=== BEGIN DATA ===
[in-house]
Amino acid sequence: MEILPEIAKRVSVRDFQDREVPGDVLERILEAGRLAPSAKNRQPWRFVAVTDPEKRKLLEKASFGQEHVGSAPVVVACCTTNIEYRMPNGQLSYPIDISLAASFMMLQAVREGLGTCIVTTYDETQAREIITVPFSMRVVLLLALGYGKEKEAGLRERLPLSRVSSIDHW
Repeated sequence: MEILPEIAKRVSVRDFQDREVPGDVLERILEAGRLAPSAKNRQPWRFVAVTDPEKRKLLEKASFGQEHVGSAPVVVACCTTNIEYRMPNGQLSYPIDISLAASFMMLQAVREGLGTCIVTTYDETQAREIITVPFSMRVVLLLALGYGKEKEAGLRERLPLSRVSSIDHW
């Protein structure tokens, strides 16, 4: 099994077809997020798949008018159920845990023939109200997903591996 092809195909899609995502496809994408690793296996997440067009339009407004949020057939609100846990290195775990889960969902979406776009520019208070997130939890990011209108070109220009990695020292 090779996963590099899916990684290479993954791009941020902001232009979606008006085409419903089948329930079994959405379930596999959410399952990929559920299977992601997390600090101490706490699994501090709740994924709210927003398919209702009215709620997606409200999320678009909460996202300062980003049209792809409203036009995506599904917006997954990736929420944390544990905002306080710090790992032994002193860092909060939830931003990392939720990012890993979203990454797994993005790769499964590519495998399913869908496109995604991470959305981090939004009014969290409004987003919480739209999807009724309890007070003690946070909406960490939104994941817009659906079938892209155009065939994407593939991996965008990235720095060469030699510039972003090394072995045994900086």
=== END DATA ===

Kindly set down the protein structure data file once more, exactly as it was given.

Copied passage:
[in-house]
Amino acid sequence: MEILPEIAKRVSVRDFQDREVPGDVLERILEAGRLAPSAKNRQPWRFVAVTDPEKRKLLEKASFGQEHVGSAPVVVACCTTNIEYRMPNGQLSYPIDISLAASFMMLQAVREGLGTCIVTTYDETQAREIITVPFSMRVVLLLALGYGKEKEAGLRERLPLSRVSSIDHW
Repeated sequence: MEILPEIAKRVSVRDFQDREVPGDVLERILEAGRLAPSAKNRQPWRFVAVTDPEKRKLLEKASFGQEHVGSAPVVVACCTTNIEYRMPNGQLSYPIDISLAASFMMLQAVREGLGTCIVTTYDETQAREIITVPFSMRVVLLLALGYGKEKEAGLRERLPLSRVSSIDHW
């Protein structure tokens, strides 16, 4: 099994077809997020798949008018159920845990023939109200997903591996 092809195909899609995502496809994408690793296996997440067009339009407004949020057939609100846990290195775990889960969902979406776009520019208070997130939890990011209108070109220009990695020292 090779996963590099899916990684290479993954791009941020902001232009979606008006085409419903089948329930079994959405379930596999959410399952990929559920299977992601997390600090101490706490699994501090709740994924709210927003398919209702009215709620997606409200999320678009909460996202300062980003049209792809409203036009995506599904917006997954990736929420944390544990905002306080710090790992032994002193860092909060939830931003990392939720990012890993979203990454797994993005790769499964590519495998399913869908496109995604991470959305981090939004009014969290409004987003919480739209999807009724309890007070003690946070909406960490939104994941817009659906079938892209155009065939994407593939991996965008990235720095060469030699510039972003090394072995045994900086």